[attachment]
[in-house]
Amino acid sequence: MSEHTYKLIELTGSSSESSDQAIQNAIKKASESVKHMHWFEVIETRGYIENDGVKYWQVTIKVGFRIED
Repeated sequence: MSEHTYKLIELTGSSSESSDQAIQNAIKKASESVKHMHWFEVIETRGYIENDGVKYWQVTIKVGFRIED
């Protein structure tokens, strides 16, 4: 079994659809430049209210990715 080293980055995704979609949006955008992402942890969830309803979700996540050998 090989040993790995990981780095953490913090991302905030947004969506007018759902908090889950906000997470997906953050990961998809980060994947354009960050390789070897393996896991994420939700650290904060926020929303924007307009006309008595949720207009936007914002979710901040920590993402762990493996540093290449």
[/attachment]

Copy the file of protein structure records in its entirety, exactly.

[in-house]
Amino acid sequence: MSEHTYKLIELTGSSSESSDQAIQNAIKKASESVKHMHWFEVIETRGYIENDGVKYWQVTIKVGFRIED
Repeated sequence: MSEHTYKLIELTGSSSESSDQAIQNAIKKASESVKHMHWFEVIETRGYIENDGVKYWQVTIKVGFRIED
């Protein structure tokens, strides 16, 4: 079994659809430049209210990715 080293980055995704979609949006955008992402942890969830309803979700996540050998 090989040993790995990981780095953490913090991302905030947004969506007018759902908090889950906000997470997906953050990961998809980060994947354009960050390789070897393996896991994420939700650290904060926020929303924007307009006309008595949720207009936007914002979710901040920590993402762990493996540093290449």